‘Parents: What to do about kids’ financial sextortion’

The rise of “financial sextortion,” a cybercrime targeting teens and tweens, is a growing concern for parents and law enforcement alike. This form of crime involves criminals coercing young people into creating and sending sexually explicit material like photos and videos, pretending to be someone they’re not, and then blackmailing victims to release that content to friends and family unless payment is received. This type of crime targets wealthy households, with $150,000 or more in annual income, the most. Scammers see this demographic as more likely to pay a higher ransom and often have more digital devices and a larger digital footprint.

According to the FBI, this is the fastest growing crime targeting children in North America and Australia. The Network Contagion Research Institute reports that incidents of financial sextortion are up 1,000% in the past 18 months. However, experts believe that these numbers are underreported, as they rely on reported incidents.

It is essential for parents to be proactive in safeguarding their children from such predatory scams. Some steps parents can take are to not assume their child is safe, monitor their internet and social media use, review and set internet and social media usage rules, engage in open communication, invest in identity protection services and be conscious of their own social media behavior. If any unwanted contact occurs, parents should contact law enforcement immediately.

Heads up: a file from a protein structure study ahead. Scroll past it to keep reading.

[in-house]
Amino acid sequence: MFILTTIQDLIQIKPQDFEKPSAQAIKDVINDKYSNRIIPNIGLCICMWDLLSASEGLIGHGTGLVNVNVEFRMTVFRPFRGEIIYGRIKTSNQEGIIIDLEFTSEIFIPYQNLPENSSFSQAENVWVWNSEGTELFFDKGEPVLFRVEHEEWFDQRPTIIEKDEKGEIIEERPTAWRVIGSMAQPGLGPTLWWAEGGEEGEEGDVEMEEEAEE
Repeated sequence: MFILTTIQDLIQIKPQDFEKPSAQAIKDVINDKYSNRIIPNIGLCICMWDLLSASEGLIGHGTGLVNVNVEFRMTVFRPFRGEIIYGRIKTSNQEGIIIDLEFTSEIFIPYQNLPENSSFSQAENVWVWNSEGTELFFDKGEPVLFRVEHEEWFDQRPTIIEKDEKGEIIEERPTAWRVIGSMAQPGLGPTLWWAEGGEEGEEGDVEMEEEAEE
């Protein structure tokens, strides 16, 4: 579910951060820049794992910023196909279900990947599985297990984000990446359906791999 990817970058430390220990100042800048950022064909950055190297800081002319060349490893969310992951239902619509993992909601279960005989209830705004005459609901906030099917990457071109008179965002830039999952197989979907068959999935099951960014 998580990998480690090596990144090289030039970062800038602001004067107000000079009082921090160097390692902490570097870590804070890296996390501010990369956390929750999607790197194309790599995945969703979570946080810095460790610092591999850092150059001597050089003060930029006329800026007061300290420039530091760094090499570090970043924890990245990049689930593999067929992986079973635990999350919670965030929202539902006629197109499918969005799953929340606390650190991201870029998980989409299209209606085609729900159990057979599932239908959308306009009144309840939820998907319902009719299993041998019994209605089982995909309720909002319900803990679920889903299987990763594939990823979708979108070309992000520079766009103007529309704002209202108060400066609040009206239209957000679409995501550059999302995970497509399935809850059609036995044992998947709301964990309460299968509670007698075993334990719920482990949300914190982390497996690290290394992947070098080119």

Given the sensitive nature of this issue, the FBI has emphasized the importance of open lines of communication and information-sharing between parents and children as the best defense. It is also crucial to educate children about not sharing explicit content and how to respond if they are targeted. Crucially, letting kids know they always can come to you for help is important.

Tracy Kitten, the director of fraud and security at Javelin, suggests investing in identity protection services, while children over 18 have stingy access to social media and gaming accounts. This can prevent cases of identity theft or loss of private content.

More broadly, parents should strive to maintain an open, understanding relationship with their children, ensuring that they are aware that there is always someone they can turn to if they are being pressured online. Lastly, if any unwanted contact occurs, parents should act quickly and reach out to law enforcement for support.

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